The law, the subject of several federal lawsuits, was followed by another recent measure aimed at diversity, equity and inclusion efforts, or DEI, which the governor said would “encourage diversity of thought, civil discourse and the pursuit of truth for generations to come,” while he continues to rail against “woke indoctrination” and falsely depicts a state school system held hostage by leftist mobs.
Florida also is at the centre of a nationwide trend of challenges against books and materials in libraries and schools. Earlier this month, one of the world’s largest publishers and several prominent authors and families filed a federal lawsuit against a school district where activists have challenged dozens of books, largely involving or written by people of colour or LGBT+ people.
“Let me be clear – failing to teach an accurate representation of the horrors and inequalities that Black Americans have faced and continue to face is a disservice to students and a dereliction of duty to all,” NAACP president Derrick Johnson said in a statement.
“Under the leadership of Governor Desantis, the state of Florida has become hostile to Black Americans and in direct conflict with the democratic ideals that our union was founded upon,” he added. “He should know that democracy will prevail because its defenders are prepared to stand up and fight.”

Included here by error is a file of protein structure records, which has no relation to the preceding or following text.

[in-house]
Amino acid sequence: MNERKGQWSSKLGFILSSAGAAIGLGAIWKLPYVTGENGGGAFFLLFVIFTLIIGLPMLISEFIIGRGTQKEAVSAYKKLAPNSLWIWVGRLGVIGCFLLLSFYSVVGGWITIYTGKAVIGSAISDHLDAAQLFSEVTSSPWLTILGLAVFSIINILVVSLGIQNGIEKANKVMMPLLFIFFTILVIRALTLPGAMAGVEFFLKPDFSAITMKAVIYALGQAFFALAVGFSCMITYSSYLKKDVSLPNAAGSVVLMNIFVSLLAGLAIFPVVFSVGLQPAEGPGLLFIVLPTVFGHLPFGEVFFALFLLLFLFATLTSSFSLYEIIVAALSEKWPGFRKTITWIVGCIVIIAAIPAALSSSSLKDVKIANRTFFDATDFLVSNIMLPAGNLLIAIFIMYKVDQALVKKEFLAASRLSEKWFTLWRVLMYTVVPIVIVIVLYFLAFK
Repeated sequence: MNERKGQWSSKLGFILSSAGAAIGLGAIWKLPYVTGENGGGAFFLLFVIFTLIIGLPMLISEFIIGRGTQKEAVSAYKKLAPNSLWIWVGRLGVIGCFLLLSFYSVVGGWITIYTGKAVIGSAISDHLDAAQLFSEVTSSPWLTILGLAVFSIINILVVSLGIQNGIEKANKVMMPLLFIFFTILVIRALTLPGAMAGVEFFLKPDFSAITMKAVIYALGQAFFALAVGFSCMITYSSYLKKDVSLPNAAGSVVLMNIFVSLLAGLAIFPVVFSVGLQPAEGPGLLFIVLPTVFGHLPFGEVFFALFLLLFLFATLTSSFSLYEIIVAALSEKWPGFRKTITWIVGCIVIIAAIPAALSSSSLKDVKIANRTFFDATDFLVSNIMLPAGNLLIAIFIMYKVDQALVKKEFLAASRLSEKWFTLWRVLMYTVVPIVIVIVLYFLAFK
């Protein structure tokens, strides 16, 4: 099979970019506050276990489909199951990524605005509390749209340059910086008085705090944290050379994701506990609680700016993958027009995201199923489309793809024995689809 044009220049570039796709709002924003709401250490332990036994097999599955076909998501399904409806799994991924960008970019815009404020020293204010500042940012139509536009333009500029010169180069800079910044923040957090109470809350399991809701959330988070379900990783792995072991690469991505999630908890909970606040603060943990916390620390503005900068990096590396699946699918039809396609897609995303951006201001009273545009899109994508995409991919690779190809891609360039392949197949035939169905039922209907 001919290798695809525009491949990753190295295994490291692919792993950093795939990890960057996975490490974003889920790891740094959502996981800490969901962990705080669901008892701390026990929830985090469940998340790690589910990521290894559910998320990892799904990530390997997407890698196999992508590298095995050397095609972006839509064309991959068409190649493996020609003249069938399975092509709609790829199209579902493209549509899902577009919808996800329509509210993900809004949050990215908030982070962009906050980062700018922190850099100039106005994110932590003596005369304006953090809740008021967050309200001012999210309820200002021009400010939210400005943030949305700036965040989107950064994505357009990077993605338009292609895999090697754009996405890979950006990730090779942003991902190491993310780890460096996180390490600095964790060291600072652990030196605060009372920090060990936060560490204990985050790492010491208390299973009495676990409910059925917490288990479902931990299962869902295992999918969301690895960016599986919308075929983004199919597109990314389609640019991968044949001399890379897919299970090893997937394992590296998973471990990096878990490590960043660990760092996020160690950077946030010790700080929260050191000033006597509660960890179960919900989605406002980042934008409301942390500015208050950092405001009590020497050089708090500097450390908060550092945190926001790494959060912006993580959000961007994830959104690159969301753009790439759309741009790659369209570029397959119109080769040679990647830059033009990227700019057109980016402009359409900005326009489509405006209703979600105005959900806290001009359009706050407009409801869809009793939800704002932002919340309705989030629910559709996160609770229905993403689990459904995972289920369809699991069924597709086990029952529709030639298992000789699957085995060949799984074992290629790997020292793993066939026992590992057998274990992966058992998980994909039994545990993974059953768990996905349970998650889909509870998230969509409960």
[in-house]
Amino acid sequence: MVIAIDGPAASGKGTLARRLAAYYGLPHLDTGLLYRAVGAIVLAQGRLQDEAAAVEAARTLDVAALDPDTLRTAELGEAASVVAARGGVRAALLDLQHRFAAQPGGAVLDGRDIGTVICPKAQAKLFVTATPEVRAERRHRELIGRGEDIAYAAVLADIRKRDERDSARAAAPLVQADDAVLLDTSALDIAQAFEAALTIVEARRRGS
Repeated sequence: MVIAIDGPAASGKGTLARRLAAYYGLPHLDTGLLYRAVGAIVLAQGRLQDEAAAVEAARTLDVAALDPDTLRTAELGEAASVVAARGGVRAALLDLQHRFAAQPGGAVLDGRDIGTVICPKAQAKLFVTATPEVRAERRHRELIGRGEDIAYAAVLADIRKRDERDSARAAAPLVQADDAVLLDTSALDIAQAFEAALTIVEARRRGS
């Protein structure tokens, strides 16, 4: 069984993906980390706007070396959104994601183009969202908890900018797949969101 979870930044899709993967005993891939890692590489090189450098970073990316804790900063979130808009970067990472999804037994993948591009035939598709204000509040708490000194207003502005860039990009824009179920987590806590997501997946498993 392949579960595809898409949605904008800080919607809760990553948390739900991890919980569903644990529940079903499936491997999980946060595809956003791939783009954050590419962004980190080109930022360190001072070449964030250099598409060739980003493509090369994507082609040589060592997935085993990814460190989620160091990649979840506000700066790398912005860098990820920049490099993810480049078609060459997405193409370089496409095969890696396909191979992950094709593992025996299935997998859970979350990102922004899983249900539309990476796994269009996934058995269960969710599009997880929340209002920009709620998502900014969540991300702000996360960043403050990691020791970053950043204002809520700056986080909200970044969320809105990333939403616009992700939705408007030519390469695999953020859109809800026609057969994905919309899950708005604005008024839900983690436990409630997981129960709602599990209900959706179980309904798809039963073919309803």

The NAACP’s advisory was proposed by the group’s board of directors by its Florida State Conference, according to the organisation, and is in response to the “unrelenting attacks on fundamental freedoms” from Mr DeSantis and his allies in the state legislature.
The board’s chair Leon Russell has called the governor’s agenda a “blatant war against principles of diversity and inclusion” in an effort to appeal to a “dangerous, extremist minority.”
“We will not allow our rights and history to be held hostage for political grandstanding,” he added.
The governor, members of his campaign and other right-wing pundits and GOP officials have largely waved off the advisories as a “stunt.”
“Claiming that Florida is unsafe is a total farce,” Mr DeSantis said in a Twitter event announcing his presidential candidacy on 24 May. He called the advisories a “political stunt” from “leftwing groups” who are “colluding with legacy media to try to manufacture a narrative.”
His former press secretary and current campaign aide Christina Pushaw dangled a thinly veiled racist dig at news of the NAACP’s advisory. Ms Pushaw, referencing the name of a Memorial Day weekend festival with a largely Black crowd, wrote: “Does this mean no Urban Beach Week?”
The chair of the Florida GOP suggested that the NAACP’s Mr Russell should move out of the state. “If you think our state is so bad, [the Florida Republican Party] will help with moving costs,” he said.
Republican Senator Rick Scott appeared to embrace criticism that labelled the governor’s agenda as a far-right authoritarian assault by issuing an advisory of his own: he said that his home state is “openly hostile to socialists, communists, and those who enable them.”